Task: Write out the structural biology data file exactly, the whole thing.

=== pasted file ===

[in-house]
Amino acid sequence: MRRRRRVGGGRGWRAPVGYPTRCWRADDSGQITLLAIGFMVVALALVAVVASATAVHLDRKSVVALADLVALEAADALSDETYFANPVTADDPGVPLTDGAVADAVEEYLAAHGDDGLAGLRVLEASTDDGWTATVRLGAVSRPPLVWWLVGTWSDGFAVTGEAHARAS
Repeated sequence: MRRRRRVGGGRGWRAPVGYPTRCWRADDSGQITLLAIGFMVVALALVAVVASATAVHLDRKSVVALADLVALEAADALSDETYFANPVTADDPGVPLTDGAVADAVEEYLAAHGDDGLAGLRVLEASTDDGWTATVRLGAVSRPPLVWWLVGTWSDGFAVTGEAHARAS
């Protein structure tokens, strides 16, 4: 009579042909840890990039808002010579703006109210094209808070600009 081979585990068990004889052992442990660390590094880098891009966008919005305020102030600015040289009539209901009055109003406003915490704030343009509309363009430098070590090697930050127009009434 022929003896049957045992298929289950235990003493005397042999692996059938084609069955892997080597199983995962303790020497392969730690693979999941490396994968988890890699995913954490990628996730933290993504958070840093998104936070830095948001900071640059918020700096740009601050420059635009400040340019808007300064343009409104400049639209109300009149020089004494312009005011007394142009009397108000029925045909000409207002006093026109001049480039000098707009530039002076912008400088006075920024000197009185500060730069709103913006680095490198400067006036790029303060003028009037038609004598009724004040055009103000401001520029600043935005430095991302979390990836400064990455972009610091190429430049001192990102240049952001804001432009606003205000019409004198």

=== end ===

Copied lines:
[in-house]
Amino acid sequence: MRRRRRVGGGRGWRAPVGYPTRCWRADDSGQITLLAIGFMVVALALVAVVASATAVHLDRKSVVALADLVALEAADALSDETYFANPVTADDPGVPLTDGAVADAVEEYLAAHGDDGLAGLRVLEASTDDGWTATVRLGAVSRPPLVWWLVGTWSDGFAVTGEAHARAS
Repeated sequence: MRRRRRVGGGRGWRAPVGYPTRCWRADDSGQITLLAIGFMVVALALVAVVASATAVHLDRKSVVALADLVALEAADALSDETYFANPVTADDPGVPLTDGAVADAVEEYLAAHGDDGLAGLRVLEASTDDGWTATVRLGAVSRPPLVWWLVGTWSDGFAVTGEAHARAS
């Protein structure tokens, strides 16, 4: 009579042909840890990039808002010579703006109210094209808070600009 081979585990068990004889052992442990660390590094880098891009966008919005305020102030600015040289009539209901009055109003406003915490704030343009509309363009430098070590090697930050127009009434 022929003896049957045992298929289950235990003493005397042999692996059938084609069955892997080597199983995962303790020497392969730690693979999941490396994968988890890699995913954490990628996730933290993504958070840093998104936070830095948001900071640059918020700096740009601050420059635009400040340019808007300064343009409104400049639209109300009149020089004494312009005011007394142009009397108000029925045909000409207002006093026109001049480039000098707009530039002076912008400088006075920024000197009185500060730069709103913006680095490198400067006036790029303060003028009037038609004598009724004040055009103000401001520029600043935005430095991302979390990836400064990455972009610091190429430049001192990102240049952001804001432009606003205000019409004198």